Abstract Detail

Reproductive Processes

Haberkorn, Matt [1].

Plant Clones of the Northern Sonoran Desert: Abundance, Relative Cover, and Adaptations.

Clonal plants occupy a major component of ecosystems throughout the world in terms of relative cover, ecosystem function and landscape dynamics.  Previous estimates have identified between 28 and 80 percent of plants, mostly in Eurasian temperate and arctic biomes, have clonal adaptations.  Typically, clonal plants are most abundant in habitats and ecosystems of extremes, such as those with cold, wet or dry conditions.  Relatively little research has been carried out on clonal plant components of arid North America and those that have, generally focused on relatively few species.   Of arid land clonal plants, Larrea tridentata has been the most commonly examined.  It was the goal of this study to identify perennial clonal plants within the northern Sonoran Desert and determine their relative abundance, cover, clonal adaptations and position within the landscape.  The examined plants were limited to within the confines of the northern Sonoran Desert region below 1,000 M elevation and were native non-aquatic, non-parasitic perennial plants.  Clonal plants, adaptations and relative cover were identified through field examination, herbarium specimens and the literature.  Sufficient information was found on 222 perennial plant species to determine reproductive strategies and adaptations.  
Approximately 50% of the examined perennial plants were found to contain clonal adaptations.  Of these, all but the possibility of Cylindropuntia bigelovii retained the ability to reproduce sexually.  Axial splitting and rhizomes were found to be the most common forms of clonal adaptations with creeping stems, root crown budding and other adaptations being less common.  Clonal plant abundance and adaptations to clonal reproduction were found to vary significantly between plant life forms.  Grass and shrub life forms contained the greatest abundance of clonal plants and trees and herbs contained the least.  Relative cover of clonal plants was also found to vary significantly between geomorphic surfaces.  Undeveloped soils, where drought conditions were most severe and near monocultures of Larrea tridentata were found, contained the highest clonal plant relative cover percentage.   Several plant species were also found to vary in ability to reproduce sexually and asexually between geomorphic surfaces.  For example, rhizomatous reproduction increased on some unstable geomorphic surfaces for certain plant species.  Based on these observations, it is expected clonal production of plant ramets likely increases chances of survival of the resulting smaller individual plants through drought and disturbance.  Clonal production of ramets therefore increases chances of successful sexual reproduction.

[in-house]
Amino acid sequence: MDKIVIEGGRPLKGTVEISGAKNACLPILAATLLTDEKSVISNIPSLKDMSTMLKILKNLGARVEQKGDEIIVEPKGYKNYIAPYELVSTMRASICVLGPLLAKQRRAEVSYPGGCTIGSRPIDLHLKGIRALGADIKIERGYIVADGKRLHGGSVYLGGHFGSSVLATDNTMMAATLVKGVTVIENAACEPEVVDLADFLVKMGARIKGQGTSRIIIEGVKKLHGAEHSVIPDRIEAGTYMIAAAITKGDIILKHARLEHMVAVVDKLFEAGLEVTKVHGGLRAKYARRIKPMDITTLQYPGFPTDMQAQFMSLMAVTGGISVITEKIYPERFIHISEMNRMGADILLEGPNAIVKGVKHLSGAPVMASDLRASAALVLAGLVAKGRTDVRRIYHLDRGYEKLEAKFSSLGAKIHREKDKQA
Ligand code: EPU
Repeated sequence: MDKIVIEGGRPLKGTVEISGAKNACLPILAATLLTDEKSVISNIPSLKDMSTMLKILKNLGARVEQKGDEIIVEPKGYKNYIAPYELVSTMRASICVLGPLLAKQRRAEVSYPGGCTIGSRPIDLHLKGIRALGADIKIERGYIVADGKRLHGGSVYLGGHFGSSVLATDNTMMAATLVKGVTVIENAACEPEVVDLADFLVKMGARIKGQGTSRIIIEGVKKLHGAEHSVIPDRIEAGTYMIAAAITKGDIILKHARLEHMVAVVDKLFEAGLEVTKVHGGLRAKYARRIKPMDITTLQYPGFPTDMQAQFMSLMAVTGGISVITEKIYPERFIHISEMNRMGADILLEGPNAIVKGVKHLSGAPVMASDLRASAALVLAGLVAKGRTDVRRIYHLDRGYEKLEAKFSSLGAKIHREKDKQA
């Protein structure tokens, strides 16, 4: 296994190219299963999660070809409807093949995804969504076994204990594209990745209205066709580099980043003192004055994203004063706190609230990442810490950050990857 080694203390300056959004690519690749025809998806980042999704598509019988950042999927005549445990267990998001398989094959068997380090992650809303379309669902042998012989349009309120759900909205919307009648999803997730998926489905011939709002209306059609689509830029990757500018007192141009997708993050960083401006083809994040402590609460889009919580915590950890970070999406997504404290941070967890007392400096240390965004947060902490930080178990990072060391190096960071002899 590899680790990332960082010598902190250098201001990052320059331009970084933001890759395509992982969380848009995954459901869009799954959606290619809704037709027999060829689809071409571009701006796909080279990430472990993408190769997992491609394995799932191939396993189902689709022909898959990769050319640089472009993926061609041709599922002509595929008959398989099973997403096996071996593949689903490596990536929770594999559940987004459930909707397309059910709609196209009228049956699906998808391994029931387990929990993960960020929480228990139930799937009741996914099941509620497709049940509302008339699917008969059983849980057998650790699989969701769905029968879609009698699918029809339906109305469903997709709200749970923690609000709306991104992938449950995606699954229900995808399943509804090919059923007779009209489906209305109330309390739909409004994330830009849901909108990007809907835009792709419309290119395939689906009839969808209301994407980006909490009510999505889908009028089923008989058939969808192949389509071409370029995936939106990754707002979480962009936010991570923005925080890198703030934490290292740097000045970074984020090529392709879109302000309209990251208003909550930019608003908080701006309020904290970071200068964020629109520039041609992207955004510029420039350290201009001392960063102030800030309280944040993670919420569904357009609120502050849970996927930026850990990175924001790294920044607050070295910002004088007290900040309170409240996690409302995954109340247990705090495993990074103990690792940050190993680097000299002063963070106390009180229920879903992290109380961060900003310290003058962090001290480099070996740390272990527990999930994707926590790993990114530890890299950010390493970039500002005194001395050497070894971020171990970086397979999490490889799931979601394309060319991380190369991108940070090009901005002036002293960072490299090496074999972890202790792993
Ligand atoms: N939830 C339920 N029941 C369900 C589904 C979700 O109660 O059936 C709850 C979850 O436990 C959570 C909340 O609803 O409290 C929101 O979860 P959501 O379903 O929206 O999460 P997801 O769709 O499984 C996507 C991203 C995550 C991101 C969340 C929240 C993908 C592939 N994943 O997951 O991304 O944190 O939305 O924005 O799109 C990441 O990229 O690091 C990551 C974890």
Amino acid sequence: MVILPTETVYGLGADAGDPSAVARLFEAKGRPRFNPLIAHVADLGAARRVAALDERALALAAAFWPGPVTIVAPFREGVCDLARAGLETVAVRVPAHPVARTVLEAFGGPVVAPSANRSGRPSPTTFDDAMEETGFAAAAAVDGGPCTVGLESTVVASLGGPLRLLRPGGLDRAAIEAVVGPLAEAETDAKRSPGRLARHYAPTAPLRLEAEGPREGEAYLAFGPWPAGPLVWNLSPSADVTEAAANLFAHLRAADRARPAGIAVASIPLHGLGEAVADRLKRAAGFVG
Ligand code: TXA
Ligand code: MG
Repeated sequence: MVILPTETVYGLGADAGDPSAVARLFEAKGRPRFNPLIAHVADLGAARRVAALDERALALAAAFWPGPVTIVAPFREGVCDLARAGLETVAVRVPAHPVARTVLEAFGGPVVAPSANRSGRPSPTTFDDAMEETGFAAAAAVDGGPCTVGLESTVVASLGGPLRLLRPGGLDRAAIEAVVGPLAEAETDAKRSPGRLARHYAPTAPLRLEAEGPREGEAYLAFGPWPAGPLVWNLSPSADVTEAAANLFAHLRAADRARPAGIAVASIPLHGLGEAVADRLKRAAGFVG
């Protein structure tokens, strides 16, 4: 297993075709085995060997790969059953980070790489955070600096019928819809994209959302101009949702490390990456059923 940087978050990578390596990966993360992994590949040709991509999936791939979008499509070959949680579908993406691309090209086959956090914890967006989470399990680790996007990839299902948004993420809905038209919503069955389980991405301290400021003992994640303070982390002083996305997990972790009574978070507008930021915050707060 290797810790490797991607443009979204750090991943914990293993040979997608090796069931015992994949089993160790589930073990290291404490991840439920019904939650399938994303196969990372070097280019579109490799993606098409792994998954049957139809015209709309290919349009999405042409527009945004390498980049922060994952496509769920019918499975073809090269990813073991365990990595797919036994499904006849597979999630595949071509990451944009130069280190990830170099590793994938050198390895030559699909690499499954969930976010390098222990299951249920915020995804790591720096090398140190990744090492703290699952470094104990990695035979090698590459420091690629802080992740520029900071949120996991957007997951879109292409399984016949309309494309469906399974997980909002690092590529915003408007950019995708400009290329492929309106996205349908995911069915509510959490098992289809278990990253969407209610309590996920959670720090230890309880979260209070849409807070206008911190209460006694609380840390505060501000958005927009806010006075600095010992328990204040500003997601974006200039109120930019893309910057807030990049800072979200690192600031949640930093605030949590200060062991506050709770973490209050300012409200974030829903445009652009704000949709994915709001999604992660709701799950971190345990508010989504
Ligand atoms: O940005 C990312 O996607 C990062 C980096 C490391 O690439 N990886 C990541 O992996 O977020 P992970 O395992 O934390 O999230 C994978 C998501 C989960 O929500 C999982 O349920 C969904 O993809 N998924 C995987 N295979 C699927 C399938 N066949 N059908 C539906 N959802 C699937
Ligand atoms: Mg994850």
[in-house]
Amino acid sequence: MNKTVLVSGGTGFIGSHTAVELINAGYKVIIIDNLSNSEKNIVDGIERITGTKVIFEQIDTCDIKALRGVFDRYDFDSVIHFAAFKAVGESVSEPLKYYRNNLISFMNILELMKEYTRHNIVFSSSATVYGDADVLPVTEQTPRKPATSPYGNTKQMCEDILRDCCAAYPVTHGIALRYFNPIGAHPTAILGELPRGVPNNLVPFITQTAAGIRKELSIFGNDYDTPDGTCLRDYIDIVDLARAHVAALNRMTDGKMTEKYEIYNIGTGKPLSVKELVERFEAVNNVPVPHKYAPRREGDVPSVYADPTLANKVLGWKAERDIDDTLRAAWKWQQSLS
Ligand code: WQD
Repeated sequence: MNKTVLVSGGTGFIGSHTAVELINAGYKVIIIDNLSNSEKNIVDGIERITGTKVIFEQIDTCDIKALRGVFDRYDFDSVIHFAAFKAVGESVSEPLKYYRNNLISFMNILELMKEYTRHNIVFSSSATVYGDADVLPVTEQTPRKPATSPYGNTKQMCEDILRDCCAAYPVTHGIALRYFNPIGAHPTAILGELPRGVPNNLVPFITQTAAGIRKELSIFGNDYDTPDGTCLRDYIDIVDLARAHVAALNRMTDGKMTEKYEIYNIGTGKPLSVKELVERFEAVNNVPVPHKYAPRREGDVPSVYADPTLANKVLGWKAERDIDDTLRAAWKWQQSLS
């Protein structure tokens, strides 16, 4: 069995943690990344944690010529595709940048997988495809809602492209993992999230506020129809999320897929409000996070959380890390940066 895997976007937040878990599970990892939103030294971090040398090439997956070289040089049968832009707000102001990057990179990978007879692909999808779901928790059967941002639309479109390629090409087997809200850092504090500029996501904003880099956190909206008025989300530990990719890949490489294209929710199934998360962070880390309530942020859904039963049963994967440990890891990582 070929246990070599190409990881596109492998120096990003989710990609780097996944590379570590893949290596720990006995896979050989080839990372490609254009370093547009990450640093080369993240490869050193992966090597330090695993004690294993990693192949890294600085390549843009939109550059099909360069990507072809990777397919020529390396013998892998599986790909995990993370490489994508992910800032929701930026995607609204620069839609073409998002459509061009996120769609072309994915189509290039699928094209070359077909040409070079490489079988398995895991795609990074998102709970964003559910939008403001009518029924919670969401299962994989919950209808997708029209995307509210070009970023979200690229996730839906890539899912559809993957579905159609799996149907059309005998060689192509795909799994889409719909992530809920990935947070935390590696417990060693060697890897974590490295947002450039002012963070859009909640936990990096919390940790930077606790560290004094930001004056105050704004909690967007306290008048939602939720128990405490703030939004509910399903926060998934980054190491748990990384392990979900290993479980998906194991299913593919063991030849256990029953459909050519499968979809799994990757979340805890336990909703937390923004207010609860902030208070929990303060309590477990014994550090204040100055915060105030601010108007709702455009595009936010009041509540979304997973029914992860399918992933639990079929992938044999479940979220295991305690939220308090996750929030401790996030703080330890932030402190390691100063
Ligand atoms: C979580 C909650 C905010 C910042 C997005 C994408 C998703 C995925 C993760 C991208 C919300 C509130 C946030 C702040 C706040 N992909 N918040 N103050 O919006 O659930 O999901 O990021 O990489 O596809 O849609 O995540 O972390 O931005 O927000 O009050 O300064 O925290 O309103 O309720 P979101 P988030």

1 - Phoenix College, Bioscience Department , 1202 W. Thomas Rd. , Phoenix, AZ, 85013, USA

none specified

Presentation Type: Poster
Session: P, Reproductive Processes Posters
Location: Virtual/Virtual
Date: Thursday, July 30th, 2020
Time: 5:00 PM Time and date to be determined
Number: PRP009
Abstract ID:80
Candidate for Awards:None

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